|Rosa Parks: Just another Negro in India?|
Being Indian, I never paid much attention to her courageous action for at least the first 27 years of my life. For contrary to popular opinion, we Indians have no concept of racism. We understand discrimination in terms of language, community, religion, and caste but seldom colour. Because, you see, unlike in Africa, when the British left India, they left it lock, stock and barrel leaving behind a uniformly brown race to take care of itself.
That was 1947: eight years before Rosa Parks’ action avalanched into the civil rights movement in America. By that time, we were too busy with our own internal problems to pay anything more than lip service to the events shaping the world.
Our cluelessness about racism, and the politically correct way to handle it, can lead to many faux pas. For instance, until I quietly corrected him, my father would quite happily describe his granddaughter (my niece) as “chinky-looking” to all his friends. That “chinky” is a nasty, derogatory American slang for Chinese had never been explained to him. He overheard it somewhere, and as far as he and his friends were concerned, it was a rather nice, affectionate way to describe people of “slanted-eyed [his words not mine]” ethnicities.
On another occasion last year, my ears nearly burnt to cinders, when a middle-aged Indian I met in Vienna nonchalantly referred to a British Airways stewardess who had served him as “Negro”. Again, he meant no slight or offence and was merely trying to explain that she was black. It’s just that he was completely unaware of the horrifying political incorrectness of the term’s usage.
After I got over my initial shock, I started thinking how could he have possibly known. He was a 60 year old man who had spent the better part of his life in a small Indian mining town reading the Indian newspaper The Times of India to shape his world view. And with so many close-to-home problems to discuss, the newspaper is not going to waste its ink on politically correct ways to refer to people of different races that its readers may or may not meet.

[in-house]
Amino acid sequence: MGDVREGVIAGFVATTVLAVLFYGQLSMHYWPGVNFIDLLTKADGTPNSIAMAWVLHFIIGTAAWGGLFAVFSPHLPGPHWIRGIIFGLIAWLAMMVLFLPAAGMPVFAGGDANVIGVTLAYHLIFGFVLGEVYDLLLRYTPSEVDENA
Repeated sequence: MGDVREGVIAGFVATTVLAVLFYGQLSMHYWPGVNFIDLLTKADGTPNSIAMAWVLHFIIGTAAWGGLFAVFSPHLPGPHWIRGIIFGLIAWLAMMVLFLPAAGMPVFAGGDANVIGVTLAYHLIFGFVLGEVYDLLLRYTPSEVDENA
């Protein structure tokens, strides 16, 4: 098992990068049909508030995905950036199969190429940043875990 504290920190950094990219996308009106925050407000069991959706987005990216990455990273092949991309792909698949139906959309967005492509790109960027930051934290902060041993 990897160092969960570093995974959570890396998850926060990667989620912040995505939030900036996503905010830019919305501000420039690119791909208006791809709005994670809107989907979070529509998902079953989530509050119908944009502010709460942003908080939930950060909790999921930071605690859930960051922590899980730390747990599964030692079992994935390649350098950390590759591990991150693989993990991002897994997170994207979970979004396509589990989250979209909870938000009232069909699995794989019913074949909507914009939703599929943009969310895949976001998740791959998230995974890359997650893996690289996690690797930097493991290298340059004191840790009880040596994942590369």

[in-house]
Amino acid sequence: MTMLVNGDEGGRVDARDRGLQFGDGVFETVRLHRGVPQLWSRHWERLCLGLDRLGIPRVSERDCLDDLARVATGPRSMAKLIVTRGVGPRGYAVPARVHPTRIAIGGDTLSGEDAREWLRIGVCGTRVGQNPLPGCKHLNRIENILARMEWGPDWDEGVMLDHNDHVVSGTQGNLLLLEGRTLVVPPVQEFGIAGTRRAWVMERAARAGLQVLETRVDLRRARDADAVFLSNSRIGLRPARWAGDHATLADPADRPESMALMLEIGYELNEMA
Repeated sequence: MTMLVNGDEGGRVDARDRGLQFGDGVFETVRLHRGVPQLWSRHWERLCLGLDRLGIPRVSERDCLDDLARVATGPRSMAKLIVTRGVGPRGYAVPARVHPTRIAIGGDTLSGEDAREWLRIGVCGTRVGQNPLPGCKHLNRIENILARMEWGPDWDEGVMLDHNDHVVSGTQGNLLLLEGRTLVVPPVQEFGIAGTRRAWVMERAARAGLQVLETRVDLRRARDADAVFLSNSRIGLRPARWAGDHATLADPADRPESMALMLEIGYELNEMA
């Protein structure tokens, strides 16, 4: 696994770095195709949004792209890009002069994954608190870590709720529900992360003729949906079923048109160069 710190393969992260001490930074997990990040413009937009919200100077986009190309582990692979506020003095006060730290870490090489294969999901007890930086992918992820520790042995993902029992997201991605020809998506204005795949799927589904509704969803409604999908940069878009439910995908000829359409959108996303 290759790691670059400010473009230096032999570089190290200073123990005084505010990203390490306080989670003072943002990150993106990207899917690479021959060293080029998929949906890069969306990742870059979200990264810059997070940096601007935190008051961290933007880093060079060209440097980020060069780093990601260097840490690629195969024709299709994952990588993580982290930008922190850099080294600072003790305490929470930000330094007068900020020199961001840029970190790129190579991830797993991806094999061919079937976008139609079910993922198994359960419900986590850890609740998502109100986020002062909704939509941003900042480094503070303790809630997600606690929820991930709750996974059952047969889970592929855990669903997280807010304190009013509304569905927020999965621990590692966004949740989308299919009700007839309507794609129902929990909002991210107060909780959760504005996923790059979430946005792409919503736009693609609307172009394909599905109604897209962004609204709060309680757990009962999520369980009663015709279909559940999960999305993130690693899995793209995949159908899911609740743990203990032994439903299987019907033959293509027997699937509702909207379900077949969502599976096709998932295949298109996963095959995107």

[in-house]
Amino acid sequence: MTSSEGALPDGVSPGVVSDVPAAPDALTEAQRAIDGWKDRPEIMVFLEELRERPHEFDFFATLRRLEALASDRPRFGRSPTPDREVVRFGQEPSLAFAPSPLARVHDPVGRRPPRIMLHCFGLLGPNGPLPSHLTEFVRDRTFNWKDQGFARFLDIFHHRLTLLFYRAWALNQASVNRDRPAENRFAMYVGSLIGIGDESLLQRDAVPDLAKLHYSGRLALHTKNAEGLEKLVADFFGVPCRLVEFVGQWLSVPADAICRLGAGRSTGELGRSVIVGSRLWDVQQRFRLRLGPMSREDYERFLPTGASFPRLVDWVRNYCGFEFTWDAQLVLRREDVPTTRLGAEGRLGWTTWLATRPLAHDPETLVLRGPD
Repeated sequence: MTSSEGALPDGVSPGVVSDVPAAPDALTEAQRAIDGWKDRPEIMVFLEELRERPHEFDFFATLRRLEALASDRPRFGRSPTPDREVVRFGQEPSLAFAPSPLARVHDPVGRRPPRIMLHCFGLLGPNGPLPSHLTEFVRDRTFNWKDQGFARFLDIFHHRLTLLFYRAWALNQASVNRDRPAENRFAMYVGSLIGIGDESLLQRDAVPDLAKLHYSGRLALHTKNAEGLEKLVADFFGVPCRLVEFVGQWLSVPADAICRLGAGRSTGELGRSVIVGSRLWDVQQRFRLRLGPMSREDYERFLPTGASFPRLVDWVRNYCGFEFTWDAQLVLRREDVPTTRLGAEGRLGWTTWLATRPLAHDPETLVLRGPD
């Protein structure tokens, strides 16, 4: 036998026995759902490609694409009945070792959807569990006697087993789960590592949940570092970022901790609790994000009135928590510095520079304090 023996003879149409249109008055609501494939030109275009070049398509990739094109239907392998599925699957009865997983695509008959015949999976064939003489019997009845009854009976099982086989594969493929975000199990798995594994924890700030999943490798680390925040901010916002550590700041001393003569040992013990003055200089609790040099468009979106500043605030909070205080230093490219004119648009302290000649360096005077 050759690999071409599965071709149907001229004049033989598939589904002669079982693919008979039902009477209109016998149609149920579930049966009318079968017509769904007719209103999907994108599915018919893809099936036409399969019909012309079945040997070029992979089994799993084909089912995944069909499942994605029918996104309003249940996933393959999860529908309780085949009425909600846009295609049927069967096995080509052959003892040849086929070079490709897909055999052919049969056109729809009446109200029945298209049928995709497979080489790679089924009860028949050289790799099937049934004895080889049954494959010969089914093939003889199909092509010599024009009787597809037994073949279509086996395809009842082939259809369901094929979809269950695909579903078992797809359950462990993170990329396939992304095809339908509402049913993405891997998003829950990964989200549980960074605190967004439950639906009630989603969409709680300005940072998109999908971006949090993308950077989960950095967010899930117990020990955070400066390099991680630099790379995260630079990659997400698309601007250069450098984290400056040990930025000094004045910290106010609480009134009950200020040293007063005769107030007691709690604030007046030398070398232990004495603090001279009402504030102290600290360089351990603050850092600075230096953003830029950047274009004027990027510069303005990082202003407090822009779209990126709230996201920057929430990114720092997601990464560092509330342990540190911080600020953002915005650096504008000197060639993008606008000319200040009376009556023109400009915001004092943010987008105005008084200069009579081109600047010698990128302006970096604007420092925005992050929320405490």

But the point is that more and more, they are going to meet. Like my Indian acquaintance who was now visiting his son, who had recently migrated to the US. I imagined him quite innocently dropping the dreaded “N” word into conversations there and wondered who would be the first to correct him.
Sometimes, our ignorace of what racism is can get uglier. A former colleauge at Time Out, Che Kurrien, had once done an insightful story about the discrimination and rudeness that two Nigerian immigrants to India constantly encountered in Mumbai. For example, they were quite openly referred to as Habshis (a kind of Indian slang for Africans) by their neighbours. I know that it is possible because several of my parent's acquaintance use that word openly and find it funny.
Which is why, when Indians cry racism against themselves – as they seem to more and more these days (think the Australian fiasco and then the CWG comedy) – I am not sure whether to laugh or cry. For even though we are so quick to judge others on how they treat us, we have absolutely no self-awareness about how racist we can come across to others.
After all, far as many, many Indians are concerned, Rosa Parks may be an international heroine but she is still a Negro.